The Epitome of Domestic Engineers


March 9, 2012 by Marj Hatzell

I’ve been around the Internets for a few years. OK, fine, seven. Well, seven since I started this blog, anyways. And a few years before that I was wasting time surfing and getting to know the world.

You’d think by now I’d sit down and learn how to design a website or something. Sheesh. I try. I dabble. I read, I start, I download. Then it sits there.

Kinda like my housework.

I mean well, honest. Some weeks I am the very awesomesauce of mothers. I keep up with the messes, cook a decent dinner each and every night, the school bags and lunches are packed the night before and I’m dressed better than Donna Effing Reed on Steroids. Those are the few-and-far-between days. Like, the ones that happen mostly in my dreams? THOSE. Most days I’m in survival mode, trying to get from one day to the next relatively unscathed Or at least without new scars or bruises. Or at least making it seen like my job is effing easy and stuff. Ahem.

It ain’t easy.

And before you know it, a week (or two or many) has passed and I’m all DAMN I MEANT TO DO THAT DAYS AGO.

I used to knit. And scrapbook. And cook a good dinner every night. I had meal plans, schedules on the fridge for the kids. I worked out or walked every single day. I read book after book after book. I blogged every day.  I slept every night.

I slept every night.

I am beginning to think I should stop being so damned hard on myself. This sleep stuff? I know you are tired of hearing about it. And the issues with poo. And my muddy backyard. And issues with muddy dogs in my backyard. But the truth is? Blogging about it keeps me sane. Well, you know, if I was actually sane to begin with. How about IT KEEPS ME FROM GOING OVER THE EDGE?

My expectations are much too high, methinks.

I should stop thinking I’ll get it all done in a day. Or a week. Or even a year. And I should start focusing on getting through each moment. And enjoying each moment. Because honestly? I don’t enjoy every moment of every day. I have to keep reminding myself what my father said (constantly), “Every day above ground is a great day.” Indeed, Pop. And what you said when you came out of surgery, right before you slipped into the coma that you never woke up from.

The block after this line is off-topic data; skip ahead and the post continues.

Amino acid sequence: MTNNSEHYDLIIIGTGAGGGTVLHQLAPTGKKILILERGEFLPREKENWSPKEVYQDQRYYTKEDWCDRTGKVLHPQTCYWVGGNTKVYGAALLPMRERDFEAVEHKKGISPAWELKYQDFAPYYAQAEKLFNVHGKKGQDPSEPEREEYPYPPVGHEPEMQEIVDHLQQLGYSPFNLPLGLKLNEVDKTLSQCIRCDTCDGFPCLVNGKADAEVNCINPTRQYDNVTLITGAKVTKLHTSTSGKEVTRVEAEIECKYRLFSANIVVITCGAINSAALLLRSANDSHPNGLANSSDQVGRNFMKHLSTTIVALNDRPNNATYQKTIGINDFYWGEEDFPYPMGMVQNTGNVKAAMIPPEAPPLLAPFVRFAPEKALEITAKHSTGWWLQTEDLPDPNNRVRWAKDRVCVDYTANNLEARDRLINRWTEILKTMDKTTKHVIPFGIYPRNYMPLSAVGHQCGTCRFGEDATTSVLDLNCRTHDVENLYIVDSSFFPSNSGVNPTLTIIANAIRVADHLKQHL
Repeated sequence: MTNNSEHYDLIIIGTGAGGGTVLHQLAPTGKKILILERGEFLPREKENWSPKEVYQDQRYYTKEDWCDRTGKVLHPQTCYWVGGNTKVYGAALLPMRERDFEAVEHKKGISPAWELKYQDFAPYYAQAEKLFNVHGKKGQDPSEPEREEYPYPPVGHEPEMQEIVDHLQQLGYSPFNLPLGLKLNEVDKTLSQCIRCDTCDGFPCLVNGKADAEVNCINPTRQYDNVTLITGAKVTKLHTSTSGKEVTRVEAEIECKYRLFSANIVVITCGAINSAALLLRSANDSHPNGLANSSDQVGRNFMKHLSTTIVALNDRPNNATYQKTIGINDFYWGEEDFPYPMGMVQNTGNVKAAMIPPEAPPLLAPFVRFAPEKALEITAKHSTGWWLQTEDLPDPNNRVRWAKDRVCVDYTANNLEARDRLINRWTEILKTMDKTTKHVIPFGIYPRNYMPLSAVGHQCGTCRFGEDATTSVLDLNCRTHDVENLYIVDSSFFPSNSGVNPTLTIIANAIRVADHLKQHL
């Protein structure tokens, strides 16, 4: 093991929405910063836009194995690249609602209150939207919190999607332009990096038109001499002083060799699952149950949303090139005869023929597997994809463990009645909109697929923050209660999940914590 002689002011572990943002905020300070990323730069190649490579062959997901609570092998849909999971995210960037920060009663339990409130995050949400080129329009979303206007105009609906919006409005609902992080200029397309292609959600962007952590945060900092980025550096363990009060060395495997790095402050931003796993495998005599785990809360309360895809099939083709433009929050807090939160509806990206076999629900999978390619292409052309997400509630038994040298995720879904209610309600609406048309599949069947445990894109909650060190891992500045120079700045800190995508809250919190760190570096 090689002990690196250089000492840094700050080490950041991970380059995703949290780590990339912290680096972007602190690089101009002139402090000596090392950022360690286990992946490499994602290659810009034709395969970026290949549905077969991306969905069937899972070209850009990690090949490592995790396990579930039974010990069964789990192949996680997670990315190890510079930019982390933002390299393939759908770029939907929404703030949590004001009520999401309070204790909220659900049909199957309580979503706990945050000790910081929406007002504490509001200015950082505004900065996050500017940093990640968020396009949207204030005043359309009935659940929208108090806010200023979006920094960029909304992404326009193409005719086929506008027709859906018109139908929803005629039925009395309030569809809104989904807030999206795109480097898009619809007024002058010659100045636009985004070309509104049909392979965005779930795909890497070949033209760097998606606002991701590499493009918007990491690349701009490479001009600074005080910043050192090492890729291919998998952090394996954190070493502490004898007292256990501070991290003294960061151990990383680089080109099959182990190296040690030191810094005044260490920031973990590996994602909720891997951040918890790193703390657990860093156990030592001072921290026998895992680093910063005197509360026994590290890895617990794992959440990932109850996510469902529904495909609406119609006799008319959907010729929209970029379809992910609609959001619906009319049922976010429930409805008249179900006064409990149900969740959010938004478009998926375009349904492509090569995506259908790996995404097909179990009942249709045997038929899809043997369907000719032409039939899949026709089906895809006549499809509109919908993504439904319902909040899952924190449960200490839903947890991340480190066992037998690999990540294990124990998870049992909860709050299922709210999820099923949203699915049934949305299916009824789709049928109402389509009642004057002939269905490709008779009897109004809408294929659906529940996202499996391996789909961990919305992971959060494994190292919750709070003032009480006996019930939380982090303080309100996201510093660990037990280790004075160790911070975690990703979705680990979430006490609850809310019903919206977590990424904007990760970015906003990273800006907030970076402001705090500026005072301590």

“I’m still alive, aren’t I?” when I asked him how he felt.

I need to stop playing his last moments over and over in my head. I need to start watching my boys sleep more. I need to stop asking Bug Boy to be quiet and put down what I’m doing and appreciate that he speaks to me, unlike his brother.  I need to stop begging my child to sleep and enjoy the fact that he wants me to snuggle with him and play with his iPad. Maybe he just wants to spend more time with me. Maybe he is trying to tell me something. Maybe I need to start appreciating how awesomely good I have it and how much I have to be thankful for.

I don’t do that enough. Be thankful, that is.

I’m pledging that for now on? Housework is important but family time is even more so. I pledge that like last night I’ll say, “Screw homework! It’s awesome outside, let’s play!” and take my boys to the park (where Bugaboo ate wood chips. And he had trouble sleeping last night. Hmmm…).  I’m pledging to remember the small things. To think of friends often. To love my family even when they piss me off.I’m also pledging to be funnier. I reread my stuff sometimes and I’m all REMEMBER WHEN I USED TO BE FUNNY?  AND CLEVER? Yeah. That.

This Domestic gig? I’m doing well enough. I’m going to put my scarce energy into something most productive now: consuming potatoes.

5 thoughts on “The Epitome of Domestic Engineers

  1. I love you. I love your kids. I love your new blog design. But most of all, I love that you somehow manage no sleep and still maintain a sense of humor.

  2. Lisa Fersch says:

    Wowza…you seem to be so in my head right now! I’m having so many of the same thoughts and experiences lately. Feeling overwhelmed with so many things I HAVE to do as well as WANT to do; trying to prioritize and take stock in the the small things; learning to let some things go because I cannot do it all; finding time to do things for myself that help keep me sane; dealing with the emotions and the responsibilities of a parent who is currently dying of a brain tumor; feeling guilty that I cannot do more to be with my mother during this time because she lives several states away and I have my hands full with my two young autistic children; thoughts of my own mortality and creating lasting memories with my own children; a mountain of household responsibilities that never, ever ends; lack of sleep; daily struggles with bodily fluids and finally lots and lots of mud in my yard and consequently in my house. So…I hear ya, sista! And thanks for taking the time to share this and helping me feel so not alone!

  3. Dawn says:

    You are awesome. And your kids and family are lucky to have you! Also–sounds like your Dad was an awesome dude too.Being thankful can be tough, but when we are, happiness follows!

    And remember–grief is like an onion. THe deeper you get to the issue, the more tears. Keep peeling sister!

    and if you lived close by, i’d have you over for coffee and a gossip in a heartbeat…

  4. Lisa Fersch says:

    Oh…and I should add that even with everything on my plate and the gazzilion ruminating thoughts I always have, I too am very happy. My life does not at all suck and in fact I consider myself very blessed!

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